Intraperitoneal bupivacaine is an effective postoperative analgesic following laparascopic cholecystectomy, according to results of a meta-analysis presented here at the 2017 Annual Meeting of the American College of Surgeons (ACS).
“Intraperitoneal bupivacaine instillation effectively reduces post-operative pain in patients who underwent laparoscopic cholecystectomy, specifically in the first 12 hours postoperatively,” stated lead author Linnelle Lao, MD, Chinese General Hospital and Medical Center, Manila, Philippines, speaking here on October 24.
Dr. Lao and colleagues performed a literature review of the MEDLINE and COCHRANE databases, selecting 6 randomised controlled trials (1,765 patients) in which intraperitoneal bupivacaine was compared only with placebo in elective laparoscopic cholecystemctomies.
The authors found that bupivacaine (n = 880) performed significantly better than placebo (n = 885) in reducing pain, with a decrease in visual analog scale (VAS)-assessed pain of -0.55 cm (95% confidence interval [CI]: -0.80 to -0.31; P = .00001).
The numbers of patients at various times following completion of surgery allowed for a statistical subgroup analysis. The number of patients treated with buvipacaine examined at 0, 2, 4, 6, 8, 12, and 24 hours post-operatively were 60, 63, 163, 86, 103, 186, and 219, respectively. The number of patients receiving placebo at the same respective times were 60, 62, 162, 89, 102, 189, and 221.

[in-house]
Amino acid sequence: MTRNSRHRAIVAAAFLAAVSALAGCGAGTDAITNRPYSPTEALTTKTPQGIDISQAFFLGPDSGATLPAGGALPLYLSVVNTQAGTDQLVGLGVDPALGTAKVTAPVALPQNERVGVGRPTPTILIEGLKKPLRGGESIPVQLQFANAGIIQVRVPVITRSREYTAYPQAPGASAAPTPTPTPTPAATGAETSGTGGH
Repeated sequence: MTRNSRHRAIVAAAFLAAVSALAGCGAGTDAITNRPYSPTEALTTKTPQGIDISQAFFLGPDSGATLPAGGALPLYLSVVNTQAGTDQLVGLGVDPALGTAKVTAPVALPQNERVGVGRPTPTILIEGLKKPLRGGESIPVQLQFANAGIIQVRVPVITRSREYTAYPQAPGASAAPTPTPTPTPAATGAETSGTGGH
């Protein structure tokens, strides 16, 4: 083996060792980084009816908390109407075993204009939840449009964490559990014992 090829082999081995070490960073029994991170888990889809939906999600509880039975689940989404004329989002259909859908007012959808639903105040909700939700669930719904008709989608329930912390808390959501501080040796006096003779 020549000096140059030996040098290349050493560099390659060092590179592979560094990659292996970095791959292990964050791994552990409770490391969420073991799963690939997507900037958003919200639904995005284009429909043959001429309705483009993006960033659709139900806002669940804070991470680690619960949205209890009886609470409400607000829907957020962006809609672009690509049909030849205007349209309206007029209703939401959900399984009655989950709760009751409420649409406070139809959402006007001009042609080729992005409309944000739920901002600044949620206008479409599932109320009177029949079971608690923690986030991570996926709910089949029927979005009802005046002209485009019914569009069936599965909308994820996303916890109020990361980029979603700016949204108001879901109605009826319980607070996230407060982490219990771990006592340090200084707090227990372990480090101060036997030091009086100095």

In the subgroup analysis, statistically significant mean differences in the VAS score favoured bupivacaine. The values at 0, 2, 4, 6, 8, and 12 hours post-operatively were -1.59 cm (95% CI: -2.31 to -0.86; P = .0001), -0.60 cm (95% CI: -1.02 to -0.17; P = .000), -0.80 cm (95% CI: -1.34 to -0.26; P = .000), -0.85 cm (95% CI: -1.46 to -0.24; P = .000), -0.64 cm (95% CI: -1.12 to -0.16; P = .000), and -0.38 cm (95% CI: -0.68 to -0.08; P = .01).
Dr. Lao and colleagues found no significant benefit of bupivacaine at 24 hours post-operatively (-0.09 cm, 95% CI: -0.49 to 0.31; P = .06).
The authors chose to exclude studies from this analysis that compared intraperiteoneal bupivacaine with other interventions, those in which it was used to treat pain from acute cholecystitis or gallstone pancreatitis, those in which laparoscopic cholecystectomy was converted to open surgery, and those evaluating the use of intraperiteoneal bupivacaine during common bile-duct exploration.
Pain following laparscopic cholecystectomy can result from the destruction of nerve endings, disruption of visceral nerve endings in the gallbladder bed, release of endogenous inflammatory cytokines, and irritation of the phrenic nerve.
[Presentation title: Efficacy of Intraperitoneal Bupivacaine on Postoperative Analgesia in Laparoscopic Cholecystectomy: A Meta-Analysis.]